Two former senior employees, and the husband of a third former employee, of Ariad Pharmaceuticals —acquired earlier this year by Takeda Pharma—have been charged with illegal insider trading related to selloffs of the company’s stock in advance of announcements that lowered the share price.

The U.S. Securities and Exchange Commission yesterday charged Maureen Curran, Ariad's former senior director of pharmacovigilance and risk management; Susan Dubuc, the company’s former associate director of pharmacovigilance and risk management; and Harold Altvater, whose wife was an Ariad employee. All have been charged with violating Section 10(b) of the Securities Exchange Act of 1934 and Rule 10b-5 thereunder.

Without admitting or denying the SEC's allegations, Curran and Dubuc have entered into settlements with the agency that are pending court approval. The SEC continues to seek permanent injunctions, disgorgement with prejudgment interest, and civil penalties against Altvater.

According to an SEC complaint, Curran avoided $9420 in losses by selling Ariad stock in December 2012, after attending meetings with the FDA and had learned material nonpublic information regarding a forthcoming decision by the agency to require Ariad to include a safety warning on its product label for its FDA-approved leukemia drug Iclusig® (ponatinib). After Ariad announced the FDA decision on December 14, 2012, its stock price fell 21% that day, from $23.88 to $18.93 per share.

Ariad's insider trading policy expressly prohibited employees from trading while in possession of “material” nonpublic information, the SEC noted.


‘Material’ Information

The SEC defines insider trading as illegal when it concerns the buying or selling of stock “while in possession of material, nonpublic information about the security,” thus breaching a fiduciary duty or other relationship of trust and confidence. Insider trading violations may also include “tipping” such information, securities trading by the person “tipped,” and securities trading by those who misappropriate such information.

“A matter is ‘material’ if there is a substantial likelihood that a reasonable person would consider it important,” according to an SEC Staff Accounting Bulletin published August 12, 1999.

The SEC alleged that Dubuc tipped off relatives in October 2013, one day before Ariad publicly announced a pause in all clinical trials for Iclusig. Shares of Ariad plunged 69% on the announcement, to $5.24. Before alerting her relatives—which spared them from $2888.10 in losses—Dubuc had received a “blackout notice” from Ariad's CFO that prohibited all employees and their family members from trading in Ariad's stock, the SEC contended.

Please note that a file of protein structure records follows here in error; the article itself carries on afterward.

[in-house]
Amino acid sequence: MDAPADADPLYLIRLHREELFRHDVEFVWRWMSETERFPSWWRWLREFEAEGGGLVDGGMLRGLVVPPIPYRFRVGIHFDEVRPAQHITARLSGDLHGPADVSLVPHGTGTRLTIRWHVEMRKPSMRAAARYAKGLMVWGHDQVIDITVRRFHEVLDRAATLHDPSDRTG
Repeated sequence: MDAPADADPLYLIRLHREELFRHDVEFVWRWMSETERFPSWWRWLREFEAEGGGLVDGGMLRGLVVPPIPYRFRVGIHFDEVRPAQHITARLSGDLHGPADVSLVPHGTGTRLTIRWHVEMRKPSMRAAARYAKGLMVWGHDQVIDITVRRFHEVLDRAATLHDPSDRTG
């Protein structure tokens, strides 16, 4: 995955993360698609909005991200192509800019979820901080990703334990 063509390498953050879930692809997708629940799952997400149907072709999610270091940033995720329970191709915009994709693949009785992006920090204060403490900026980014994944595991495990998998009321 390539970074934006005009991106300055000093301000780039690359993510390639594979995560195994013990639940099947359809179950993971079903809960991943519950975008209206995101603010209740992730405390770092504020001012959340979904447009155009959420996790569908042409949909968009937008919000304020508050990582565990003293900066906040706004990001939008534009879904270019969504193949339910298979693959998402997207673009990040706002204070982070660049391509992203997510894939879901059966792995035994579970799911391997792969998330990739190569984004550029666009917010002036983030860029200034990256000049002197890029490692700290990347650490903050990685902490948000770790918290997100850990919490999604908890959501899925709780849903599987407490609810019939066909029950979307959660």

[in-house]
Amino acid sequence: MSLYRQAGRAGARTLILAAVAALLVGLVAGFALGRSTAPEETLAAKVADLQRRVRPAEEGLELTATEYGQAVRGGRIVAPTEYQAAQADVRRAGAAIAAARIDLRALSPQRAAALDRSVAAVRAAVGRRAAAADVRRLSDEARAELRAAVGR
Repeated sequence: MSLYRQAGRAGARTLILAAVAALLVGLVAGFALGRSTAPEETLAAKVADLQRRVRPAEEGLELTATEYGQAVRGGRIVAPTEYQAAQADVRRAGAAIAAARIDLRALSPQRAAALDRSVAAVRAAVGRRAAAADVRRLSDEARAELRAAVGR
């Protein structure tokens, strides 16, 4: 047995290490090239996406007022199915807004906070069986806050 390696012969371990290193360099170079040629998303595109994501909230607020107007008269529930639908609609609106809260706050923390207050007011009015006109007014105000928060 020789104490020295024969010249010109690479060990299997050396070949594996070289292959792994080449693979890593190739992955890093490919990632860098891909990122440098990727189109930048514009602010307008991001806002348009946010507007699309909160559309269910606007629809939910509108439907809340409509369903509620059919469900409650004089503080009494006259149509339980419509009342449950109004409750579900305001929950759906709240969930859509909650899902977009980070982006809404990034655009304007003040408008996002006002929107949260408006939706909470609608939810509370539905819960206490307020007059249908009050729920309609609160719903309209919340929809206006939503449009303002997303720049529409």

Soon after the pause, Ariad withdrew Iclusig from the U.S. market, leading to the layoff of 160 employees. Iclusig returned in 2014 with a boxed warning and a narrower patient indication.

According to an SEC complaint, Altvater avoided losses and obtained insider profits totaling $102,026.30 by illegally trading Ariad stock based on material nonpublic information about the company’s dealings with the FDA. Altvater learned that information, the agency contends, from his wife, a former employee, in advance of company announcements about the safety profile and FDA approval status of Iclusig. The trades in question occurred three times between October 2013 and January 2014.

Altvater is accused of purchasing shares ahead of a positive announcement and selling shares ahead of negative announcements. He also advised a friend to trade Ariad stock based on nonpublic information learned from Altvater's wife, enabling the friend to obtain profits of $4188, the SEC added.

Under their settlements, Curran will be required to pay disgorgement of $9420, prejudgment interest of $1408.58, and a civil penalty of $9420. Dubuc will be required to pay disgorgement of $2888.10, prejudgment interest of $310.48, and a civil penalty of $2888.10. The settlements would permanently bar Curran and Dubuc from future violations of Section 10(b) of the Securities Exchange Act of 1934 and Rule 10b-5.

Ariad became an indirect wholly owned subsidiary of Takeda Pharmaceutical in February after Takeda completed its $5.2 billion acquisition of Ariad.







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